City and state officials have heard a lot of complaints from wheelchair users about the sidewalks on Buckhead’s Peachtree Road. On Oct. 18, a group of those officials – including Atlanta City Council members and state traffic engineers – got to experience it for themselves in a mile-long wheelchair tour several called “eye-opening.”
City Councilmember Howard Shook of Buckhead’s District 7, was among those joining in the event, which was organized by pedestrian and wheelchair advocates. After navigating the sometimes ragged sidewalks in a motorized chair, he likened talking about wheelchair safety without firsthand experience to trying to “learn to swim by watching a YouTube video.”
“There’s no substitute for doing this,” said Shook. “Everyone who does this is going to have a whole new perspective.”
City Council President Felicia Moore got her chair stuck in mud and scraped her foot on a brick planter. “My foot will remember,” she told the group in a post-tour gathering, adding that she quickly learned how much concentration it takes to stay safe on the narrow, busy street. “…I took my mind one minute off of what I was doing, and next thing I know, I was in a ditch.”
Another chair-rider was Josh Rowan, general manager of the city’s Renew Atlanta and TSPLOST programs, which is building such infrastructure as sidewalks. “I really felt exposed and vulnerable,” he told the group, adding that there will be “more to come from this.”
About two-dozen officials rode with residents in the tour, which ran from Collier Road near Piedmont Hospital to a coworking space on Terrace Drive. That section of Peachtree includes the Shepherd Center rehabilitation hospital, where many patients and visitors use wheelchairs. The center has previously called for sidewalk repairs and improvements.
The tour was organized by a group of residents, some of whom have become familiar figures at City Hall for their pedestrian and wheelchair safety advocacy: Jules Murphy, Cheryl Bivins, Jennifer Brooks and Ellis Dean. Murphy said one inspiration was a recent string of accidents involving motorized scooters and concerns about how they conflict with wheelchair users on sidewalks. But simply raising awareness was a goal.
“We’ve given a voice to an otherwise voiceless cohort,” said Brooks.
The tour let officials spot specific issues, such as dead, bag-covered pedestrian signals at Peachtree Hills Avenue. Kim Harrison, a resident and disability rights advocate, showed officials how a minor-looking gap in the sidewalk swallowed the front wheels of her chair, trapping her in a dangerous position.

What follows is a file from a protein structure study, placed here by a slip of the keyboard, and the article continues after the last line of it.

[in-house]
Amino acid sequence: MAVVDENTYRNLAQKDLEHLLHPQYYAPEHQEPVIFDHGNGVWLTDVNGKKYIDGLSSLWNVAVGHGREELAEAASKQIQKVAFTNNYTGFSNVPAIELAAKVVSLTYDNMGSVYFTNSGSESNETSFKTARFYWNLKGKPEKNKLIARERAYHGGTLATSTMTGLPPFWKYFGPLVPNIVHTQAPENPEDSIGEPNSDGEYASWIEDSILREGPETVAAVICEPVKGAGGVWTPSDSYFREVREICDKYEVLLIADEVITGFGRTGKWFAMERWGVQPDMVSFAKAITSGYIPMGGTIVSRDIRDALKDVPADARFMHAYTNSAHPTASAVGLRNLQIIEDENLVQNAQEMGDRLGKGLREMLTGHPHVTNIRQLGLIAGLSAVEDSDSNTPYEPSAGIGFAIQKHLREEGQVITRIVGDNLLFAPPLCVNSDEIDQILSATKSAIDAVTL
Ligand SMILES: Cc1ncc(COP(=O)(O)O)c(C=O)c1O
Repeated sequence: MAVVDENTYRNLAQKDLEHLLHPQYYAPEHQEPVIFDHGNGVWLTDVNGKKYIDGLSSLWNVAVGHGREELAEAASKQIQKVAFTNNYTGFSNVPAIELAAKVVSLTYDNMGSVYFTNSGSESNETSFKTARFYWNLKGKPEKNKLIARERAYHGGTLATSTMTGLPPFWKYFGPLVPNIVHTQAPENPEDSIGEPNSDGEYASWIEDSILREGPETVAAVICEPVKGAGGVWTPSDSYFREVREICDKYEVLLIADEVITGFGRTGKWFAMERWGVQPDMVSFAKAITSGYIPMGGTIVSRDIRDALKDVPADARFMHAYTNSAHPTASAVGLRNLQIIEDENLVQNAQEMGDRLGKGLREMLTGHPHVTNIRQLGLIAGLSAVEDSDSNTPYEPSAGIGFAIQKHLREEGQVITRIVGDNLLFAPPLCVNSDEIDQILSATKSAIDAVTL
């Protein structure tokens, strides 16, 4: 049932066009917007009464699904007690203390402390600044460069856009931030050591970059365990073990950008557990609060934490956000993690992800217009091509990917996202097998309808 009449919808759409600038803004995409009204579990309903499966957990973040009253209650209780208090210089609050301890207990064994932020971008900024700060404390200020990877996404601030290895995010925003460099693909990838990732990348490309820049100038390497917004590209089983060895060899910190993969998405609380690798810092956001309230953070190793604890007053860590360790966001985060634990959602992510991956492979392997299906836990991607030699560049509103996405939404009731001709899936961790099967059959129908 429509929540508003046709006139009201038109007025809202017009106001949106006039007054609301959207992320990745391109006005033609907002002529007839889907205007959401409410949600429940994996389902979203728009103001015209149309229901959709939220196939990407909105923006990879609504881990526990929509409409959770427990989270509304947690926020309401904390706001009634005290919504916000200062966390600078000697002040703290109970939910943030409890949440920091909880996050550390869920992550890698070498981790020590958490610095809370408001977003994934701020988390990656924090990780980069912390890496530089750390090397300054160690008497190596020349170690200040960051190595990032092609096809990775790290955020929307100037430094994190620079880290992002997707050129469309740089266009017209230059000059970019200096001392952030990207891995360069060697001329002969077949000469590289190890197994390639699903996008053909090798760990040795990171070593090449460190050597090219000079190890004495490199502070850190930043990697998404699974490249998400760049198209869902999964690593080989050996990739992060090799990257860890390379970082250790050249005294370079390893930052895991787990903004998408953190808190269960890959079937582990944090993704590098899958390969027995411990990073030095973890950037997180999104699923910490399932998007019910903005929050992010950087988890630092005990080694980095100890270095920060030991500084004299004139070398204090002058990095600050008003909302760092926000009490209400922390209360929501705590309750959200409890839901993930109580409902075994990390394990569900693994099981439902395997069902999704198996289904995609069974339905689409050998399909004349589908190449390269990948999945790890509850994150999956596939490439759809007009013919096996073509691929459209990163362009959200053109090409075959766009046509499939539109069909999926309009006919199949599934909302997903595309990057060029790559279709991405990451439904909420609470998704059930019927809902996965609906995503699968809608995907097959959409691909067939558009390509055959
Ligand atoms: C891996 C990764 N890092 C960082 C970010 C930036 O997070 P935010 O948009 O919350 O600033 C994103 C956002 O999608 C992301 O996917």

“I am literally at the mercy of someone walking down the street [for help,” she said.
Shook spoke with Rowan afterward, and said future bond issuances should include money for maintenance. “This underscores the need to repair and maintain what we already have in addition to expanding our sidewalks…,” Shook said in an interview.
Officials said they were struck by smaller details of the experience as well, such as how the bump-covered yellow pads on sidewalk wheelchair ramps can be more hinderance than help. Several were astonished to hear that motorized chairs can cost more than $20,000 and remarked on the level of concentration needed to move safely among the many obstacles and hazards.
Other riders in the City Council contingent included District 3 Councilmember Antonio Brown, District 2 Councilmember Amir Farokhi, at-large Councilmember Matt Westmoreland, and Jim Elgar from the office of Councilmember J.P. Matzigkeit, who represents Buckhead’s District 8.
“Today was dangerous in a lot of ways,” said Brown to the group afterward. He called for a similar tour in his district, which advocates say they are ready to arrange. “We need to have that experience on the Westside,” he said.
Westmoreland, who tried both motorized and arm-powered wheelchairs, said in an interview that is was “a really eye-opening experience.” He told the group he was struck by “the level to which our sidewalks are not safe.”
“It’s one thing to drive by or walk it, but being in a chair, it’s just…,” said Elgar, trailing off. He piloted a motorized chair.
State Rep. Betsy Holland (D-Buckhead) rode a motorized chair. “This has forever altered the way I think about accessibility,” she said, describing her surprise at how low to the ground she was in the chair and how close Peachtree Road traffic is to the sidewalk. She said she was glad to go “literally a mile in their shoes.”
Several Georgia Department of Transportation engineers joined the group, including Kathy Zahul, who heads GDOT’s metro Atlanta engineering division and often works with pedestrian advocates on Peachtree Road concerns. Tara Jackson, a GDOT engineer on Americans With Disabilities Act compliance, said the tour was useful for “seeing through their eyes.”
Several residents joined in as well. Among them was James Curtis, who has pointed out such issues as power poles installed within sidewalks and who is a plaintiff in a lawsuit alleging the city’s backlog of sidewalk repairs violated an accessibility agreement with the federal government. A year ago, after that lawsuit was filed, the city announced a new infrastructure repair campaign.
Cathy Tyler, president and CEO of the pedestrian advocacy group PEDS, said the tour highlighted many issues with the road. “There’s some work that needs to be done,” she said.